Re-cycling - 1950/60s style.
This fleet of little electric three-wheelers were made by the Brush Company who manufactured electric vehicles. It is painted in East Ham's early cream livery with the coat of arms on the front. Household vegetable waste was placed in the small galvanised pales - several of which are seen here. The pig-waste was emptied into the hold; paper and light cardboard - like the corn flakes box seen in the bundle on the pavement - were put into the deep sacks slung from a metal frame at the rear of the vehicle. Having electric motors,these vehicles were quiet and clean in the streets. When back at the yard, the hold could be tipped up and the contents ejected from doors at the rear of the vehicle. It rather looks as if the section of flagged paving has been recently renewed.
Footnote: keeping pigs during the war was not uncommon. A group of families in a street would club together to buy a pig, which was fattened up then sent for slaughter and butchered - each family receiving a share of the meat. Similar arrangements were sometimes made among the workforces of factories or at railway depots, where a few pigs might be kept penned on a small piece of unused land for the same purpose.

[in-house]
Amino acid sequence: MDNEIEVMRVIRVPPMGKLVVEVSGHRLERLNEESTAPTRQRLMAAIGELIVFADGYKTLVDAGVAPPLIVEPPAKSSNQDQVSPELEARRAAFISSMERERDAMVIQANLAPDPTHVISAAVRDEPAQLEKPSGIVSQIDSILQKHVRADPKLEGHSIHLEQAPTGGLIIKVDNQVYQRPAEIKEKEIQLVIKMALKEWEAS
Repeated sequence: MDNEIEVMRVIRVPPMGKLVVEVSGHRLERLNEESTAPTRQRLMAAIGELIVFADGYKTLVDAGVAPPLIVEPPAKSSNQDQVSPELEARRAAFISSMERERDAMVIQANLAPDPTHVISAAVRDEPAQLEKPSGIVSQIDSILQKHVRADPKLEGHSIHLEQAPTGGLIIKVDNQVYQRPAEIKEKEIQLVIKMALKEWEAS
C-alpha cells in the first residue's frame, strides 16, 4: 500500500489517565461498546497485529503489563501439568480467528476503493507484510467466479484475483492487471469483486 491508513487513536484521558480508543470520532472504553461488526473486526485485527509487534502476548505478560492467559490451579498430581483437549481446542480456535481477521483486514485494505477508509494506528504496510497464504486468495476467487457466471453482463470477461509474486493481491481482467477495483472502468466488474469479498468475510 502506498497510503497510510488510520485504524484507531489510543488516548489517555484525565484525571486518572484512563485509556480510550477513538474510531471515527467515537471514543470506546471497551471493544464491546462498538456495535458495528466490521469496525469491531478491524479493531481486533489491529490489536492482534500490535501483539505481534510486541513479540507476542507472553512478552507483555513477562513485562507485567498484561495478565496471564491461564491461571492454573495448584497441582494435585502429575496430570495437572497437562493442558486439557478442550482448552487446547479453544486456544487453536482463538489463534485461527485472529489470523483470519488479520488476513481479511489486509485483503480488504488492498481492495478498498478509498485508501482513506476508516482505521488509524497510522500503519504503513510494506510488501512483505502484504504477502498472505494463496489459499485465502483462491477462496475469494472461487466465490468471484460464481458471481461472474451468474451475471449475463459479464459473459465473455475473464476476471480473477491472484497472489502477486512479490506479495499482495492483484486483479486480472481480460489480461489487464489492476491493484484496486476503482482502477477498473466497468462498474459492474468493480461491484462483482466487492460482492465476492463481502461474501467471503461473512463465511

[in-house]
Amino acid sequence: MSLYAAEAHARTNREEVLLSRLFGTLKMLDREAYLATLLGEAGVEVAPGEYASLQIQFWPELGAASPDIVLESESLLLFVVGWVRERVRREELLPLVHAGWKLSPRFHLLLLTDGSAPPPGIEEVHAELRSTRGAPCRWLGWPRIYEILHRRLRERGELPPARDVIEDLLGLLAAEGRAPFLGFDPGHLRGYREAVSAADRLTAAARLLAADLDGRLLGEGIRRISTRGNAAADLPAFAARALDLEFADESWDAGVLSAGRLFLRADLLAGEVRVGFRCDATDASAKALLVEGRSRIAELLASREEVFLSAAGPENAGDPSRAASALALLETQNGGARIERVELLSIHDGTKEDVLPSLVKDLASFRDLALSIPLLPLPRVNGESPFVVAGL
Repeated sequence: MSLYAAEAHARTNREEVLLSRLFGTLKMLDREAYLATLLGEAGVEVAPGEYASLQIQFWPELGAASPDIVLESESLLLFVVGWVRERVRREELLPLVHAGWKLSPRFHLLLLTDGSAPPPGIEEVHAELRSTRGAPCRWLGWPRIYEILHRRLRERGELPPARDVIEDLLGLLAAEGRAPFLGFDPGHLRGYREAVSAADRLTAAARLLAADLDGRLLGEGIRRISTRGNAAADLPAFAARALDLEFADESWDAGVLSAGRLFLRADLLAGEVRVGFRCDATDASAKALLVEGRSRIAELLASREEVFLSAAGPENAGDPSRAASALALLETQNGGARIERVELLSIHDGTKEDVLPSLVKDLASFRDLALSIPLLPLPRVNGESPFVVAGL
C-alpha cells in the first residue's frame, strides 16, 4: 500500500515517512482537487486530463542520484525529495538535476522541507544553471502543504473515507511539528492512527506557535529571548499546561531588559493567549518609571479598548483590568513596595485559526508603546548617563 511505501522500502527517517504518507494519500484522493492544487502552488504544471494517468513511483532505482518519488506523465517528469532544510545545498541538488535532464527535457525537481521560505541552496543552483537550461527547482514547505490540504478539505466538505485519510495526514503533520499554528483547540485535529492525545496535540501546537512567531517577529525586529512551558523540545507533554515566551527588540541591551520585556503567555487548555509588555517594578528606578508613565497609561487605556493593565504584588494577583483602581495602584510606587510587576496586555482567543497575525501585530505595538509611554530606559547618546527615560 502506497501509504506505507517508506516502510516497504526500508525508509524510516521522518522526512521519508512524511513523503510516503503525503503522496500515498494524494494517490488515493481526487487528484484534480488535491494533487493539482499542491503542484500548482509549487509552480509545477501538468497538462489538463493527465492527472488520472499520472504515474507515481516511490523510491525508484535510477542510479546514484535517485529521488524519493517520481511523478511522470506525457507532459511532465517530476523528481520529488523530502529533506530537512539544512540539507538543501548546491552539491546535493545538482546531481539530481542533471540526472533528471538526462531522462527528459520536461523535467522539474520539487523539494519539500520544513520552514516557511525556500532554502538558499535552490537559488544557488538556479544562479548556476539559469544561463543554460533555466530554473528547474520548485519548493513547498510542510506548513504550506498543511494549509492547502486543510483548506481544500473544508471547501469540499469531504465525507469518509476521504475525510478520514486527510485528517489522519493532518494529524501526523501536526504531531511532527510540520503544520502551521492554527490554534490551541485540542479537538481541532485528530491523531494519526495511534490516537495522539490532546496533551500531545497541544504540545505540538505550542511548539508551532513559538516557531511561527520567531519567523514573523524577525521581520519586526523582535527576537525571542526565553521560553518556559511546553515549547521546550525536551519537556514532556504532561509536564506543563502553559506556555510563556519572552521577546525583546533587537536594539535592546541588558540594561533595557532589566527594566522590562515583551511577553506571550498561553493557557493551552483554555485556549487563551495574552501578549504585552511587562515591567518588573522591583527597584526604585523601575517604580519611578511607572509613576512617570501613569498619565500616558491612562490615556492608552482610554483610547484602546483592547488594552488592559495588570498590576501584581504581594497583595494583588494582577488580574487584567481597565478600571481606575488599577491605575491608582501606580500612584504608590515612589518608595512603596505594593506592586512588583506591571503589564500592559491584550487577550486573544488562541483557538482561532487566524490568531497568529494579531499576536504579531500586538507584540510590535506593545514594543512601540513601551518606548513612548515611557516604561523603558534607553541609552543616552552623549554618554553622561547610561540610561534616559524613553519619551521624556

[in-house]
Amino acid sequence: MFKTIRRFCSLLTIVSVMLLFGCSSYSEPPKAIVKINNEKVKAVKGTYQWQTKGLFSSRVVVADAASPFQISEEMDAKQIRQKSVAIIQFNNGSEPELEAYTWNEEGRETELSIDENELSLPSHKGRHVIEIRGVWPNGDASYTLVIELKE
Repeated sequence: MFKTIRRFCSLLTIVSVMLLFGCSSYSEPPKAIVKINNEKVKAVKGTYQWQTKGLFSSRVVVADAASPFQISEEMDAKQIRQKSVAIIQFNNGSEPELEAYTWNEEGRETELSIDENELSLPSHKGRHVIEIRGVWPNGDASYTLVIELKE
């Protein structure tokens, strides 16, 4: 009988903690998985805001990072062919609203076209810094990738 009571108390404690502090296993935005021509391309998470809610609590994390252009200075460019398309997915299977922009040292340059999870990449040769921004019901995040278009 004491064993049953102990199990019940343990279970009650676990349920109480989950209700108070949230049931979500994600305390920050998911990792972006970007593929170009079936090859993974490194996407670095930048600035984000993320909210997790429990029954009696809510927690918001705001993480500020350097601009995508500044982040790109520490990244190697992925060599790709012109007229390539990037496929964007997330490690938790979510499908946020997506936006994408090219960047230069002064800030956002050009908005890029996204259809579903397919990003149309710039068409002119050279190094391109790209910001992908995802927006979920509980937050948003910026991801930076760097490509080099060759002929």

East Ham Council had a fleet of small eco-friendly electric vans collecting recycling material and were a precursor to the "orange bag" collection of today.